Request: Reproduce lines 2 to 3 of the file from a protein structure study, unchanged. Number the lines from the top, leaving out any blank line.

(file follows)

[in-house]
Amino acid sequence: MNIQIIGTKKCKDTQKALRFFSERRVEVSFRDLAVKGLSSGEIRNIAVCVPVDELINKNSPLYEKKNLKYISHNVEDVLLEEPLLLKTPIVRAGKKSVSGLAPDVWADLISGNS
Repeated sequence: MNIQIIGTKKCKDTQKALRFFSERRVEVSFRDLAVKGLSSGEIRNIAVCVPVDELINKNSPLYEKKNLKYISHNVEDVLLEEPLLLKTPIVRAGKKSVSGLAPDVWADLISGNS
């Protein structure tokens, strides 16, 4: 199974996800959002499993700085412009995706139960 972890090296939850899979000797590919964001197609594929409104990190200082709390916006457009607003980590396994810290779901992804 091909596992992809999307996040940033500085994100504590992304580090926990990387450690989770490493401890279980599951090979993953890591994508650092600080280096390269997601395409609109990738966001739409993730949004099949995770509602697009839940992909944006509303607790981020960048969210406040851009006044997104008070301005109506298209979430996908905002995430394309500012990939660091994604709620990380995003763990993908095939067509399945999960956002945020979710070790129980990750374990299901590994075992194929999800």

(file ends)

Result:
Amino acid sequence: MNIQIIGTKKCKDTQKALRFFSERRVEVSFRDLAVKGLSSGEIRNIAVCVPVDELINKNSPLYEKKNLKYISHNVEDVLLEEPLLLKTPIVRAGKKSVSGLAPDVWADLISGNS
Repeated sequence: MNIQIIGTKKCKDTQKALRFFSERRVEVSFRDLAVKGLSSGEIRNIAVCVPVDELINKNSPLYEKKNLKYISHNVEDVLLEEPLLLKTPIVRAGKKSVSGLAPDVWADLISGNS